Kentucky CFB Rivalry: Kentucky Wildcats at Louisville Cardinals

BOOM is one of two Kentucky backs to rush for over 1,000 yards this season.
BOOM is one of two Kentucky backs to rush for over 1,000 yards this season.

Time: 11 AM (CT)
Spread: LOU -26
Total: 72.5

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Louisville suffered just its second loss of the 2016 season last week in falling 36-10. The loss knocked the Cardinals down from a No. 5 AP ranking to a No. 11 in a single week, crushing any hopes the Cards at at the BCS playoffs. Be that as it may, it will face instate rival Kentucky this week at home as 26-point favorites as it makes the best of what has now been something of an anticlimactic season for the 9-2 Cardinals.

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Houston really put the clamps on Lamar Jackson. The Heisman candidate threw just 20 of 43 for 211 yards and his usually successful rush attempts were thwarted entirely by the Cougars defense. Jackson had just 33 yards on 23 carries, and though the Cardinals did gain 101 rushing yards, its defense was less successful in allowing 298 passing yards to Houston, with the Cougars also rushing for 64 yards and a rushing-TD. Greg Ward Jr. lit the Cardinals up for 25 of 44 passing and 233 yards and two passing TDs, and Linell Bonner threw one 50-yard TD pass.

For Louisville, no one really got much going offensively except Jaylen Smith, who rushed for 49 yards on six carries and caught three passes for 49 yards. Cole Hikutini contributed the lone touchdown on one of his four receptions, as he finished third on the team in yardage with 30 receiving yards. The Cardinals have been a dominant offensive team all season, but it just did not happen last week.

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Louisville still ranks No. 15 in the nation in passing yardage (303.9 yards per game) and No. 12 in rushing (254.6) while scoring the most in the nation (46.0), but it came up short in one of its most vital games of the season and it will undoubtedly sting well into next year, even if the Cardinals close the season strong with wins over Kentucky and whichever team they happen to draw in their Bowl selection.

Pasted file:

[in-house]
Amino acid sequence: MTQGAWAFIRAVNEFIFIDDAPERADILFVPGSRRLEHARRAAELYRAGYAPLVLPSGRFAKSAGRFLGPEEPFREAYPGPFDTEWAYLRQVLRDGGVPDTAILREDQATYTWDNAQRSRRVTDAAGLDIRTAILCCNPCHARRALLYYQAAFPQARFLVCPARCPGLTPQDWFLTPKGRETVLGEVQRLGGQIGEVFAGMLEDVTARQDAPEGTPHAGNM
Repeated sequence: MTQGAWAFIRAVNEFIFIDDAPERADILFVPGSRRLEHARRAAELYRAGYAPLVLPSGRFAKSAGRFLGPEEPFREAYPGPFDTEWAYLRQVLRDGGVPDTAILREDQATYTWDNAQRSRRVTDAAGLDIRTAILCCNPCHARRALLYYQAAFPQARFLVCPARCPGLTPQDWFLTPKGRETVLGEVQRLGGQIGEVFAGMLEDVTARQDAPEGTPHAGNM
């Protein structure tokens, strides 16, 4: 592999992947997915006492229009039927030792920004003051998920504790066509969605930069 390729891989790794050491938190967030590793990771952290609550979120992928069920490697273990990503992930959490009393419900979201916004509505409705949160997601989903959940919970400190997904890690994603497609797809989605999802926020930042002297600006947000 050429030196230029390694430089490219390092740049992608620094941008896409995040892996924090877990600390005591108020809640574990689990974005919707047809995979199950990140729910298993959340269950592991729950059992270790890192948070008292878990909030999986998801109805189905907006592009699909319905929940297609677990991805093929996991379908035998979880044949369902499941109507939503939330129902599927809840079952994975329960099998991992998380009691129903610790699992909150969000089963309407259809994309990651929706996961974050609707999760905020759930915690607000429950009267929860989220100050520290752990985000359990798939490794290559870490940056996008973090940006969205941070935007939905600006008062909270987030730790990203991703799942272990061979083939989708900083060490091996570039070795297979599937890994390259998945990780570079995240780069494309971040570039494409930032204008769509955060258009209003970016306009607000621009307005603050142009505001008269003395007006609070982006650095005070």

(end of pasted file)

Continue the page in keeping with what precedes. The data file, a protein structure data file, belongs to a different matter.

Kentucky has had one of its stronger seasons at 6-5 with a 4-4 mark in SEC play, but the Wildcats dropped back-to-back contests to Georgia and Tennessee before recovering with a 49-13 victory over Austin Peay last week. The Wildcats struggled early in falling behind the Governors, not even an FBS team, in the first period 0-7, but Kentucky would recover to take a 21-13 halftime lead before shutting out the Governors in the second half.

Kentucky relied heavily on the rush, gaining 281 yards on the ground, paced by Benny Snell Jr’s 152 yards on 14 carries and two TDs. Jojo Kemp also had 54 yards and two TDs, and Stanley “Boom” Johnson contributed 47 yards and a TD. Quarterback Stephen Johnson attempted just nine passes, but he completed five of them for 101 yards and a pair of TDs, with Garrett Johnson and CJ Conrad being the recipients of those passes. Johnson is facing some knee issues this week, but he is expected to play.

Kentucky picked up just 129 receiving yards, but it knew it had such a strong advantage on the ground against Austin Peay’s weak defensive line, and the Wildcats simply exploited that edge further as the game wore on. While the Wildcats did suffer a brief scare they were going to lose to lowly Austin Peay, they avoided that infamy and now have a chance to try to steal one as huge underdogs against Louisville.

Kentucky is 5-2 at home this season and it has gotten it done this year largely with its rush attack. The Cats have just a 0.3 point differential, as its defense has lost some games for it this season, but in averaging 242.2 rushing yards per game the Cats have put together one of their better seasons.

Boom Johnson has had plenty to do with it, leading the team with 1072 yards, but Snell has rushed for over 1,000 in his own right, and he has the edge in TDs with 12 compared to Williams’ six. Kemp has served mostly as a short-yardage performer, but he also has six TDs and a respectable 5.1 yard per attempt average. As a team, Kentucky averages 5.5 yards per carry, and it has 27 rushing TDs (with just 13 coming via the pass). Kentucky is a dangerous team on the ground, but it really is not much else, when being honest.

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